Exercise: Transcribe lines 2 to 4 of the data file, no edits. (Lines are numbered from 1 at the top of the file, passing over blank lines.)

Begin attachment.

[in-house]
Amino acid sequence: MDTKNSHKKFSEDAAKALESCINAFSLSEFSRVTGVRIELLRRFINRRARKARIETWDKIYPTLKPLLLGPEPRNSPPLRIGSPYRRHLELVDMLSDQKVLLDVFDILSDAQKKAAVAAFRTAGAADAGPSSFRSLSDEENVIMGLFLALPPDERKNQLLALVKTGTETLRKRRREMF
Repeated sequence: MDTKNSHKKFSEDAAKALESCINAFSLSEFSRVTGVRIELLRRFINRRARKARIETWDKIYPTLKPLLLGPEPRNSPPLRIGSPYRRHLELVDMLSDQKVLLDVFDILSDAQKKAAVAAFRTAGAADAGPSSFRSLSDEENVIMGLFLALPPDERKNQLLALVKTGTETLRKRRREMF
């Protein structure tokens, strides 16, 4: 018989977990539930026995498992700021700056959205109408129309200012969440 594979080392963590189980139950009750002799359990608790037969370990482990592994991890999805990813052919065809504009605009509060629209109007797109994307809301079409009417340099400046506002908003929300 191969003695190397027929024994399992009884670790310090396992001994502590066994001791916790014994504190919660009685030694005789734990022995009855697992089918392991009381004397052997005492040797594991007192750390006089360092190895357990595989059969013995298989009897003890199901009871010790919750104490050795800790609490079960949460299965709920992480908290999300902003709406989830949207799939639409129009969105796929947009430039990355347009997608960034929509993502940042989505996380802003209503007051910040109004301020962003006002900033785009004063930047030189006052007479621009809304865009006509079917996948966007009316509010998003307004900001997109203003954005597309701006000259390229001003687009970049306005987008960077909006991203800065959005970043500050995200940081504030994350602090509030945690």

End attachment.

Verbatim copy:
Amino acid sequence: MDTKNSHKKFSEDAAKALESCINAFSLSEFSRVTGVRIELLRRFINRRARKARIETWDKIYPTLKPLLLGPEPRNSPPLRIGSPYRRHLELVDMLSDQKVLLDVFDILSDAQKKAAVAAFRTAGAADAGPSSFRSLSDEENVIMGLFLALPPDERKNQLLALVKTGTETLRKRRREMF
Repeated sequence: MDTKNSHKKFSEDAAKALESCINAFSLSEFSRVTGVRIELLRRFINRRARKARIETWDKIYPTLKPLLLGPEPRNSPPLRIGSPYRRHLELVDMLSDQKVLLDVFDILSDAQKKAAVAAFRTAGAADAGPSSFRSLSDEENVIMGLFLALPPDERKNQLLALVKTGTETLRKRRREMF
């Protein structure tokens, strides 16, 4: 018989977990539930026995498992700021700056959205109408129309200012969440 594979080392963590189980139950009750002799359990608790037969370990482990592994991890999805990813052919065809504009605009509060629209109007797109994307809301079409009417340099400046506002908003929300 191969003695190397027929024994399992009884670790310090396992001994502590066994001791916790014994504190919660009685030694005789734990022995009855697992089918392991009381004397052997005492040797594991007192750390006089360092190895357990595989059969013995298989009897003890199901009871010790919750104490050795800790609490079960949460299965709920992480908290999300902003709406989830949207799939639409129009969105796929947009430039990355347009997608960034929509993502940042989505996380802003209503007051910040109004301020962003006002900033785009004063930047030189006052007479621009809304865009006509079917996948966007009316509010998003307004900001997109203003954005597309701006000259390229001003687009970049306005987008960077909006991203800065959005970043500050995200940081504030994350602090509030945690």